Wednesday, 09/01/2019 10:00

Controversy over Hà Nội’s no-recording policy

Chairman of the Ha Noi People’s Committee Nguyen Duc Chung (centre) at a meeting with citizens of Hoan Kiem District in December 2018. — Photo
Viet Nam News

HA NOI — A recent Ha Noi policy barring citizens from taking photos, videos or audio recordings without permission during meetings with public servants has created controversy, with many criticising its implications for transparency efforts.

Nguyen Duc Chung, Chairman of the Ha Noi People’s Committee, signed the Decision on regulations regarding reception of citizens on January 3. Chung said the policy is meant to “prevent cases where groups of people coming to the offices record videos or audio and post doctored versions online to serve other purposes.”

The head of the municipal government also said audio-capable security cameras have already been installed in all of the city’s citizen reception halls.

“We would comply with citizen requests to extract the camera feed, and have necessary papers to record such requests,” Chairman Chung told news outlet

In case any citizen wishes to record videos or audios, they can still negotiate with the public servants that receive them.

“After the recording is finished, both parties would review, agree on the content and the use of the recordings and put down these [items] in a report,” he said, adding that the use of the recordings must also be transparent and public.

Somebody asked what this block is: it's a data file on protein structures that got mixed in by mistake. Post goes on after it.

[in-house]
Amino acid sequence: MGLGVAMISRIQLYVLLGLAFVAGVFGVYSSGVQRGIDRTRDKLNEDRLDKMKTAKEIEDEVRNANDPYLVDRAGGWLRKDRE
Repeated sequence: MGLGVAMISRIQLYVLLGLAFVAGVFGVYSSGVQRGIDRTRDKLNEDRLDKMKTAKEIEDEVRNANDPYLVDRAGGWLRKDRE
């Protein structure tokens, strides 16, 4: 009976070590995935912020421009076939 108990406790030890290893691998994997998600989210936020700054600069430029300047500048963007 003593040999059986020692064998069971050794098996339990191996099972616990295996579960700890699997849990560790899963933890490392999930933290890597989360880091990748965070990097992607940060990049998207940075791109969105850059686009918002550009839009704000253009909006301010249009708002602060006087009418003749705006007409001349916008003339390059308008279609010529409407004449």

However, many argued this would discourage public supervision of the administration’s workings and that there should not be anything to hide.

Ngo Minh Long, from the Ha Noi lawyers’ association, said the policy is not in line with the current law, as citizens’ reception halls are public places and not restricted areas where recordings could only be conducted with prior authorisation.

Long argued that while the law does not outlaw recording, it does forbid “inappropriate dissemination” of the recordings, so citizens’ deliberate use of video recordings to slander someone or to incite anti-Government violence would be a violation of the law.

Nguyen Hong Diep, head of the Central committee on citizens’ reception (under the Government Inspectorate), said it is within the Ha Noi Chairman’s jurisdiction to issue such policies, adding that the same policy is being applied at the Government Inspectorate.

National Assembly Deputy Luu Binh Nhuong said the policy is not “violating the law or the Constitution,” since citizens could still record sessions with officials’ consent.

"While many could be okay with the cameras, others may feel uncomfortable or distracted," Nhuong added. — VNS

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